Funding to help homeless people into safe and secure homes, along with spending on the NHS and disability support, has been protected from cuts. Cornwall is benefiting from the £400 million that is being spent on tackling homelessness in the UK up to 2015. Cornwall has also received a number of special homelessness grants, including £149,000 given to Cornwall Council last month to help homeless people leaving hospital to go into safe accommodation, not back to the streets. Cornwall received £360,000 from the Department of Health between 2011 and 2013 to help prevent avoidable winter deaths. Part of this funding was used to create an overnight winter shelter at St Petrocs, a shelter that will be extended this winter to also cover Camborne and Newquay.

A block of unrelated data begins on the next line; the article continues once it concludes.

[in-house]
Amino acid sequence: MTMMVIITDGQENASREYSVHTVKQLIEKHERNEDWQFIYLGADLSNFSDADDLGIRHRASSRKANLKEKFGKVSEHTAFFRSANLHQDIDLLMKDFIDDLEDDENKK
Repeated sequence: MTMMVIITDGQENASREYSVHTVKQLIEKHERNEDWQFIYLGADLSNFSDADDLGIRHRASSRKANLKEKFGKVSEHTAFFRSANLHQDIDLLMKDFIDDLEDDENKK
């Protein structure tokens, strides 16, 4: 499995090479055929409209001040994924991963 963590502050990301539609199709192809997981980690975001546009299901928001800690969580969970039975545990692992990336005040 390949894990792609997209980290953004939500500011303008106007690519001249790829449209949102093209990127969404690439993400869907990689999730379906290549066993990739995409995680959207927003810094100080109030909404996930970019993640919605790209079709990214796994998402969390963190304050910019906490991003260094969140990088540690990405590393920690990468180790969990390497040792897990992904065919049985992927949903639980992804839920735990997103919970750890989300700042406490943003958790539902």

Of course we also need to do all we can to prevent people becoming homeless in the first place; an important way of doing this is to ensure that there are more genuinely affordable homes available to local people. Cornwall Council is being given the powers it needs to do this, powers that include the ability to retain rents from social housing tenants. These funds can now be used to improve existing homes and build new ones. The Council now receive a financial reward for each new home created through the New Homes Bonus, and has new flexibilities that is can use its assets, including former offices and pension funds, to help deliver new homes.